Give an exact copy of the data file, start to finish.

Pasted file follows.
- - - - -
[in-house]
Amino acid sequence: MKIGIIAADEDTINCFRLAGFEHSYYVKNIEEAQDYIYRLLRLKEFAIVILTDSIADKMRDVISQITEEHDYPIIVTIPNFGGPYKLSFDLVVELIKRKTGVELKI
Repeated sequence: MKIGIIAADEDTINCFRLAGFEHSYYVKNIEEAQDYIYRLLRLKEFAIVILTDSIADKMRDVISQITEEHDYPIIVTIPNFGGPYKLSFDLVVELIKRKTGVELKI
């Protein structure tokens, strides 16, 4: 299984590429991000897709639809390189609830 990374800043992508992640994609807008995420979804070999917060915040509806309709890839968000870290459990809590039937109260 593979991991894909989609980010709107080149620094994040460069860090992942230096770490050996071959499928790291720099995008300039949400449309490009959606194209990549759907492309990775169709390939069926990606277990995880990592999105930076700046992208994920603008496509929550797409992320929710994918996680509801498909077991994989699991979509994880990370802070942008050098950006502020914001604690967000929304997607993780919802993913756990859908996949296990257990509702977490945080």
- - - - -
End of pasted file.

[in-house]
Amino acid sequence: MKIGIIAADEDTINCFRLAGFEHSYYVKNIEEAQDYIYRLLRLKEFAIVILTDSIADKMRDVISQITEEHDYPIIVTIPNFGGPYKLSFDLVVELIKRKTGVELKI
Repeated sequence: MKIGIIAADEDTINCFRLAGFEHSYYVKNIEEAQDYIYRLLRLKEFAIVILTDSIADKMRDVISQITEEHDYPIIVTIPNFGGPYKLSFDLVVELIKRKTGVELKI
């Protein structure tokens, strides 16, 4: 299984590429991000897709639809390189609830 990374800043992508992640994609807008995420979804070999917060915040509806309709890839968000870290459990809590039937109260 593979991991894909989609980010709107080149620094994040460069860090992942230096770490050996071959499928790291720099995008300039949400449309490009959606194209990549759907492309990775169709390939069926990606277990995880990592999105930076700046992208994920603008496509929550797409992320929710994918996680509801498909077991994989699991979509994880990370802070942008050098950006502020914001604690967000929304997607993780919802993913756990859908996949296990257990509702977490945080």